Dad’s sense of justice was as fierce as his joie de vivre, and he could carry a grudge to the grave.  In order to cope with his often-outraged sensibilities he learned to laugh at everyone, and everything.  His laugh was infectious, and it was loud.  In the best eastern European tradition, Dad would often laugh in lieu of crying.  “The world is a beautiful place,” he insisted.  “Its people who make it ugly.”  When human nature’s ugly side turned its face to Dad, Dad turned to trees.  He didn’t hug them, but he would lean against them, lie under them, and donate money to have them planted in Israel.  “Making the desert bloom” was more than literal, for Dad.  It was also a metaphor. 
Dad dreaded the prospect of getting old and getting sick, and he managed to avoid both.  He dropped, without warning, like a felled tree.  My mother was a youthful 54 when she was suddenly widowed.  Shattered, she picked up the pieces and reinvented herself as a Holocaust educator.  The network she created and the fan base it led to would become international.  Mum was feted and honoured in Hollywood as a result of a Holocaust-related film, and ultimately awarded the Order of Merit.  Regardless, no one and nothing could fill the void left by my dad.  On his 30th yahrseit she cried, “Thirty years with him, and thirty years without him.  Why did he have to leave me so soon?’
            My mother would not have to suffer another yahrseit.  Six months later her long-standing cancer became untreatable, and she died on the first night of Hannukah, during the first snowfall of the season.  With Dad, there was no warning.  With Mum, there was too much.  Mum’s last request was to die at home, in her bed, and my brother, a physician, took a leave of absence in order to ensure that her wish would be honoured.  In the last weeks of her life I lay beside my weakening mother.  Wordlessly, with waning strength, she would lift her arm and I would curl under it, trembling and terrified, clinging to her like a baby bird snuggled under the wing of its mortally wounded mama.  Each evening, after Mum drifted into a drugged sleep, I returned to my apartment to cry a lot, to sleep a little, if I could, to pull myself together and to do it all again the next day.  Each evening, as I left my mother’s apartment, there was a car parked in front of the building’s entrance.  Its license plate read DAD, and its logo, as with all car plates in Quebec, read Je me souviens.  (I remember)  The car with the license plate that read DAD sat in front of my mother’s building every evening for three weeks.  On the evening of November 27, 2013, on the first night of an exceptionally early Hannukah, I was alone with my mother.  My brother had stepped out for an hour to get much-needed air.  In the last few days it was no longer possible to lie beside her, so I sat beside my supposedly unresponsive mother, reading out loud from my first published book, which I had written for her, about her, and had dedicated to her.  As the words fell from my mouth and the tears coursed down my cheeks Mum’s features softened, and her laboured breathing eased.  She looked like an ill child listening to a bedtime story.  Her soul escaped her tortured body like a bird flitting from a tree.  I cannot tell the precise moment Mum passed, yet I was there.  It was that gentle.  All I know is that there was a new and sudden stillness in the air.  Even more sudden, and stranger still, there was peace.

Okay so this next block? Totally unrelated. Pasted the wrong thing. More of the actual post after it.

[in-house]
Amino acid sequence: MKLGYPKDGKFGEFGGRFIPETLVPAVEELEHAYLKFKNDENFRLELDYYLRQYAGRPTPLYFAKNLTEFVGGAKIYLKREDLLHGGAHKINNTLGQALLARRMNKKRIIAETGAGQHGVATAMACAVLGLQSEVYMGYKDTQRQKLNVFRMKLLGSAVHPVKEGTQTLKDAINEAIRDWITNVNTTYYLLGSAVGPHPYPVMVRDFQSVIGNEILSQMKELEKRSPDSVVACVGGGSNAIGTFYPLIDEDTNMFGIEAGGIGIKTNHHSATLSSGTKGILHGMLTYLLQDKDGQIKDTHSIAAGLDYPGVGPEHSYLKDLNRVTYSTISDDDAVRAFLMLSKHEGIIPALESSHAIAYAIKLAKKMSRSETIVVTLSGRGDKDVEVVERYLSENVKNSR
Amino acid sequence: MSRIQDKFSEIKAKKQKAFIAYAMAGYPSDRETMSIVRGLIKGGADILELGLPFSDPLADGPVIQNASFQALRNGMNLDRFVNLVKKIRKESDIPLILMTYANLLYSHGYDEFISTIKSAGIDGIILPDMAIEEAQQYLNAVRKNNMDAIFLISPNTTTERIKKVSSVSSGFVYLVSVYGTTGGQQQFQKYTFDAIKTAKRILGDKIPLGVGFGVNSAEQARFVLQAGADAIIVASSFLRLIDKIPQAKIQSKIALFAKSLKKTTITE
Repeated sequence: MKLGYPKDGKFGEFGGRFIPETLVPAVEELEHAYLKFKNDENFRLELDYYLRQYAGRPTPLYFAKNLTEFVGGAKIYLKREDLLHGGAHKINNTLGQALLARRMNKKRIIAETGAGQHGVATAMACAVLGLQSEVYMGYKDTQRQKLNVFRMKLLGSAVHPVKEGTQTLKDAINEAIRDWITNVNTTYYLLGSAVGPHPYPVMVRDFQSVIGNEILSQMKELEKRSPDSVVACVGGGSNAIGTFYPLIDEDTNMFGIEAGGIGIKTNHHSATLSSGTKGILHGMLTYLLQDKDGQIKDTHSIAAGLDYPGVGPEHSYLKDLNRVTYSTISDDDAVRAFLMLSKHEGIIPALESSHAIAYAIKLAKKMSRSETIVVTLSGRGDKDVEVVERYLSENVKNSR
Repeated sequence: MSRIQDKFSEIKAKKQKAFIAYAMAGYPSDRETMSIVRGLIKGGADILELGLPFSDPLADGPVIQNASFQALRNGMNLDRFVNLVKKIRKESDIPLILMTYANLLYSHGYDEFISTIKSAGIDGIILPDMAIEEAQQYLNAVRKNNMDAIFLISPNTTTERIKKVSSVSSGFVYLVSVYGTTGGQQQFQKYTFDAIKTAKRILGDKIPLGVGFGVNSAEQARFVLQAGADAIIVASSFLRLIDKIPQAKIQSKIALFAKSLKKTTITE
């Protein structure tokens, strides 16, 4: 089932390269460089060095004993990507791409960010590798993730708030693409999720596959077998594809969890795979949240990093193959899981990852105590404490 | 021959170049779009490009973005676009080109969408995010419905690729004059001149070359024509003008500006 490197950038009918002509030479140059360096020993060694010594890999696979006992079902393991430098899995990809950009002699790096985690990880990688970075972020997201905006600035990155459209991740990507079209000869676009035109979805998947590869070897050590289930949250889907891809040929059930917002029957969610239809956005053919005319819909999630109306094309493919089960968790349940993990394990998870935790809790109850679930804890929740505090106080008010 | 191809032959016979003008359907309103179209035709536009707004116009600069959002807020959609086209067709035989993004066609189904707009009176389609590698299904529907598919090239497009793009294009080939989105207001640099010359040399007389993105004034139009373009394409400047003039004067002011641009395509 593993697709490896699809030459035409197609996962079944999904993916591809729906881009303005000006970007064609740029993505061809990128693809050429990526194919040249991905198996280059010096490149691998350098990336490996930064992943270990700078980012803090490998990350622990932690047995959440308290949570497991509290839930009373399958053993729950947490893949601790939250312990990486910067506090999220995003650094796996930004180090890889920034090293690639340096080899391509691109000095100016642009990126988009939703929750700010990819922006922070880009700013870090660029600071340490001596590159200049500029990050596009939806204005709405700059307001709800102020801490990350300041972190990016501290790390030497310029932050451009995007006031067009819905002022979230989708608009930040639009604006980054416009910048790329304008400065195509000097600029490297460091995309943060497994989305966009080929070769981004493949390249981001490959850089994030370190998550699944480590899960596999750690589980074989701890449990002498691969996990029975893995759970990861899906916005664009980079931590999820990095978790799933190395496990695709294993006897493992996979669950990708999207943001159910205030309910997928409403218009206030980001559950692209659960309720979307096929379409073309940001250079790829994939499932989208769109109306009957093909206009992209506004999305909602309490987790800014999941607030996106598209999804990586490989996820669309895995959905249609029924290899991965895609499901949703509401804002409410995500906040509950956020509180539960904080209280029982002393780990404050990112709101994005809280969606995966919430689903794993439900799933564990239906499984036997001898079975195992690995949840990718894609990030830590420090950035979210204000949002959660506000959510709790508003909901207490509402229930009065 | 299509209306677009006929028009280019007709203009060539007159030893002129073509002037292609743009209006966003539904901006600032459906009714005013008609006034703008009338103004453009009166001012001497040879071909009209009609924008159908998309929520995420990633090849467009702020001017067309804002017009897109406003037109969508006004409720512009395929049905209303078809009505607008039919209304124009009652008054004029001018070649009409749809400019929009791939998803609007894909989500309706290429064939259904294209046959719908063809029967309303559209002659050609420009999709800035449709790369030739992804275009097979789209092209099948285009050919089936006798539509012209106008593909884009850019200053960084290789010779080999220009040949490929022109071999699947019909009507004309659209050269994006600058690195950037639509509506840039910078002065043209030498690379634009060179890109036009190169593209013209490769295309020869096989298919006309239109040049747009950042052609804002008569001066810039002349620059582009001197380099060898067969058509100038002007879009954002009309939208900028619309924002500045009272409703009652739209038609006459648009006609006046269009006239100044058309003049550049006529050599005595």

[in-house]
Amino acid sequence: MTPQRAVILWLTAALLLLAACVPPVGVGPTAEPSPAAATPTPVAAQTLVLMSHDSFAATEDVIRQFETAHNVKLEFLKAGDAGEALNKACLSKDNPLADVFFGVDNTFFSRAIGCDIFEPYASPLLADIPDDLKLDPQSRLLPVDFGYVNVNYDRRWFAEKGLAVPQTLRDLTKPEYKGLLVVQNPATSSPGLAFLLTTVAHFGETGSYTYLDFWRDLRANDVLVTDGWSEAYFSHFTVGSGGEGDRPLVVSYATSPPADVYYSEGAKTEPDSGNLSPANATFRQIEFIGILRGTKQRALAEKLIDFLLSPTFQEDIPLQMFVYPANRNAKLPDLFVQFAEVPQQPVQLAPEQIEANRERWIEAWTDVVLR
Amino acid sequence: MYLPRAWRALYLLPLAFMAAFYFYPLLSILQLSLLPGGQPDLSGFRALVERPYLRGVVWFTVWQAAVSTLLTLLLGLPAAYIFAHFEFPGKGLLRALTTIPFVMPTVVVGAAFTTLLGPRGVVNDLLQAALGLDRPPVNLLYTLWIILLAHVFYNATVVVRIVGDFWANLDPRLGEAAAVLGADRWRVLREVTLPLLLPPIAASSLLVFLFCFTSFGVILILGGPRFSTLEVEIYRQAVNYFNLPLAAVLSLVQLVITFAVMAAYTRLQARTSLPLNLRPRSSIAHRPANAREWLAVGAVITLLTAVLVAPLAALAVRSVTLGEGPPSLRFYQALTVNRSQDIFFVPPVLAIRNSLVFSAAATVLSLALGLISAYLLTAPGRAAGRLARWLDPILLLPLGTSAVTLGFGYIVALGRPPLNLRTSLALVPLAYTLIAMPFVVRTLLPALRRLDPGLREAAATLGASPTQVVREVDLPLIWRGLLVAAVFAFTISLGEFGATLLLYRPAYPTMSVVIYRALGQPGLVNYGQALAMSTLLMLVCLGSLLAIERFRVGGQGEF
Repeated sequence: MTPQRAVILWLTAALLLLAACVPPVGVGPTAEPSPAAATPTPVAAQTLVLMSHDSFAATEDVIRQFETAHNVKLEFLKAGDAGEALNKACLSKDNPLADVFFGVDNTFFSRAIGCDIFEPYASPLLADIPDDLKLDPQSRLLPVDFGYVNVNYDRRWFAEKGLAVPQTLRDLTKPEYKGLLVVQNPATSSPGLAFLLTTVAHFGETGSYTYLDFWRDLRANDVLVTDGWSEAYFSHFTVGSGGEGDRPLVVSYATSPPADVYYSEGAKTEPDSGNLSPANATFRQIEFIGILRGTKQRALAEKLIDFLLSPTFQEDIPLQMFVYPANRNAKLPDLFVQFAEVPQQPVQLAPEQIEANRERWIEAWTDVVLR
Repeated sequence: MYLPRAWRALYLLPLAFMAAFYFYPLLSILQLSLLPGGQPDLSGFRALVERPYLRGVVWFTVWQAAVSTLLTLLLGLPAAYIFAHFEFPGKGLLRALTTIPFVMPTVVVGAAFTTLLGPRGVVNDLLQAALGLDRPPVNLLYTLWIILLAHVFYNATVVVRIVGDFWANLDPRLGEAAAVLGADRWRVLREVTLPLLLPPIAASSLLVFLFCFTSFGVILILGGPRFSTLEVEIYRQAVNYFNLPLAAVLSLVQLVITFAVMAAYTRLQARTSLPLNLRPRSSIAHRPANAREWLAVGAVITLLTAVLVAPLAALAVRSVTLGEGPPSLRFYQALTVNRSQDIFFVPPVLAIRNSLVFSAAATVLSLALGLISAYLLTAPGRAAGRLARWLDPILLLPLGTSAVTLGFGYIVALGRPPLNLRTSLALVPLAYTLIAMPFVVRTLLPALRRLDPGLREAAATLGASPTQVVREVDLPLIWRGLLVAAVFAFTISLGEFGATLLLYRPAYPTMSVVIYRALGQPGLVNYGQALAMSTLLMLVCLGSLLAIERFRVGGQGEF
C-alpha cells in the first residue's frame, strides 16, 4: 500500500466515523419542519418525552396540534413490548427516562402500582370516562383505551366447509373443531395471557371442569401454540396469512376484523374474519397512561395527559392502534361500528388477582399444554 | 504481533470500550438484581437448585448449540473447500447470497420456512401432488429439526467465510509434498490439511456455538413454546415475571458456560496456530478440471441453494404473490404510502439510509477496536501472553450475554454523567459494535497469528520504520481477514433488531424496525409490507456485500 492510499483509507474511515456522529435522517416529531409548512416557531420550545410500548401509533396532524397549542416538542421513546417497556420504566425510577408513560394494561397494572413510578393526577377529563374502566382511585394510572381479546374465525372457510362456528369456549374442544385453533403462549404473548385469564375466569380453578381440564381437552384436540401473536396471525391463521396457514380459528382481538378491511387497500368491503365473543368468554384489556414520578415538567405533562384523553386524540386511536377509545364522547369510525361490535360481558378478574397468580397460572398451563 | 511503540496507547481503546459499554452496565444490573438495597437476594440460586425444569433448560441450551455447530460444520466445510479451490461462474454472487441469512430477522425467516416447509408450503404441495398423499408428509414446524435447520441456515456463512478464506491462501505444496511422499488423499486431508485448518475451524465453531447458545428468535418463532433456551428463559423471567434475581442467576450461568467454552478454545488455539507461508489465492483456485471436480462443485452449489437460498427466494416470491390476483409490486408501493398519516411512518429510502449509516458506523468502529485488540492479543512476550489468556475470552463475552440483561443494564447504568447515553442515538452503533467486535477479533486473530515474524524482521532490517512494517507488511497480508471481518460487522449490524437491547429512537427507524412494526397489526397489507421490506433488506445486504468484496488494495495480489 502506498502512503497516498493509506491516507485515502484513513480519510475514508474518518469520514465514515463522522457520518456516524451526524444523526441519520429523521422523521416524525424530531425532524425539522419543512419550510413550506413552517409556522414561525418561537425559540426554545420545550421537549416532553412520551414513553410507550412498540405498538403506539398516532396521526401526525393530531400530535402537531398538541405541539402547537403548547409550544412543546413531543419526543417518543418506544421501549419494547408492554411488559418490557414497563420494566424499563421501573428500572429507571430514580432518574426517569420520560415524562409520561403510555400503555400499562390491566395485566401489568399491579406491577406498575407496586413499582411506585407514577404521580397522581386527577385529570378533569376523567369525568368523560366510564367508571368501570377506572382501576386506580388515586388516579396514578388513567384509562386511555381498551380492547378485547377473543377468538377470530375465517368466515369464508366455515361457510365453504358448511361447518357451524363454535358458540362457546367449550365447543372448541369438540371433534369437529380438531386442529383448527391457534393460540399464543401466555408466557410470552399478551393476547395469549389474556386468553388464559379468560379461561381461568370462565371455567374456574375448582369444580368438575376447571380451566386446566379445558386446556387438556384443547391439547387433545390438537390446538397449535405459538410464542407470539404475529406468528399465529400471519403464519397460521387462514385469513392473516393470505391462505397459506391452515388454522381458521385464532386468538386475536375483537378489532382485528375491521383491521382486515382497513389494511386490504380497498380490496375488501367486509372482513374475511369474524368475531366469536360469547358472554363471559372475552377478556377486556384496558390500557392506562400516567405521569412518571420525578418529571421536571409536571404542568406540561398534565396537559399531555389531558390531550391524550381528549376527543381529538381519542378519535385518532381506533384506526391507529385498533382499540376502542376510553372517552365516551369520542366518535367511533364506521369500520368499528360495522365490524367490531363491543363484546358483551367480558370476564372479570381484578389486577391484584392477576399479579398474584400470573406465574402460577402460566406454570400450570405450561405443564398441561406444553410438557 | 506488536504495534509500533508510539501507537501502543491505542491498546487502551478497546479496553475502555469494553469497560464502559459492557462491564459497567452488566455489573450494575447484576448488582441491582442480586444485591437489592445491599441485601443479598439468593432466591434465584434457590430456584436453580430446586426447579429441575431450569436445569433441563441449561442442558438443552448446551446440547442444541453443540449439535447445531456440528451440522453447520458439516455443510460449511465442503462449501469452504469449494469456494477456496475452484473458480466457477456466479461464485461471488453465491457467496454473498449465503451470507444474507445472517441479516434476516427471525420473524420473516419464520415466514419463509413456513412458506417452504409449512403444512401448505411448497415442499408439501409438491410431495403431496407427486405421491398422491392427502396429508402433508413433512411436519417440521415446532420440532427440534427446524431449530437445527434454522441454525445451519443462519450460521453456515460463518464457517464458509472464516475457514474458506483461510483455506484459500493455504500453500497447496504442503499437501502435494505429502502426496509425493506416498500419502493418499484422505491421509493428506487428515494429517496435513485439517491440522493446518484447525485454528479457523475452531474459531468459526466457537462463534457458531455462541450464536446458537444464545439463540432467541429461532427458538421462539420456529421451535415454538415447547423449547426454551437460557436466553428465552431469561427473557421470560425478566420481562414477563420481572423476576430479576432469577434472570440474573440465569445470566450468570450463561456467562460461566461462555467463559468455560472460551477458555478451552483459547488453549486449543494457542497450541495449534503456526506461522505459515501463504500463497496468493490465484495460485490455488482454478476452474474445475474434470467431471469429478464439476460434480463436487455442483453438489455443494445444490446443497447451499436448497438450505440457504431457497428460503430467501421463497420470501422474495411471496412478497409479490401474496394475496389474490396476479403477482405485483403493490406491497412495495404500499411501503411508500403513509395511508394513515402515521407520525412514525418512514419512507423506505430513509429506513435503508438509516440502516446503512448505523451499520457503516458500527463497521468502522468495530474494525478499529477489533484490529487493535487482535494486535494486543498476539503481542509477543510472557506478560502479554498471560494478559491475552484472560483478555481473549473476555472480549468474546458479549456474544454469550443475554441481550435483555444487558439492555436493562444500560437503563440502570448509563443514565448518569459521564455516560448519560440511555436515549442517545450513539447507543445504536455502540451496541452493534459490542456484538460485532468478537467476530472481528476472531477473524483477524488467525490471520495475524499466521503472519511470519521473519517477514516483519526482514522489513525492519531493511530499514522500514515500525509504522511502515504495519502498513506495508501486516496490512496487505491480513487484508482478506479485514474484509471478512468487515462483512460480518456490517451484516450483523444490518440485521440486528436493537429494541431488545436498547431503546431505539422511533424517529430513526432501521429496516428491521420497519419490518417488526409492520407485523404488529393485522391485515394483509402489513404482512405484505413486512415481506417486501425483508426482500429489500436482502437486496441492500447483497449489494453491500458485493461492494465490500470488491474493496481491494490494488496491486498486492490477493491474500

After Mum stopped breathing and I stopped reading I kissed her lightly on the forehead and suggested, “Go be with Daddy now.  I’ll see you—both—soon enough.”
An hour later I stepped out of the building into a night illuminated by the candle-lit menorahs in neighbours’ windows, and by the moist, doily-like falling snowflakes.  The entranceway was clear.  The car that had kept vigil during the rainy, black nights of November was no longer there.  


About the author 

S. Nadja Zajdman is a Canadian author.  Her first short story collection, Bent Branches, was published in 2012.  Zajdman has had her non-fiction as well as her fiction featured in newspapers, magazines, literary journals and anthologies across North America, the U.K., Australia and New Zealand.  She has completed work on a second short story collection as well a memoir of her mother, the pioneering Holocaust educator and activist Renata Skotnicka-Zajdman, who passed away near the end of 2013.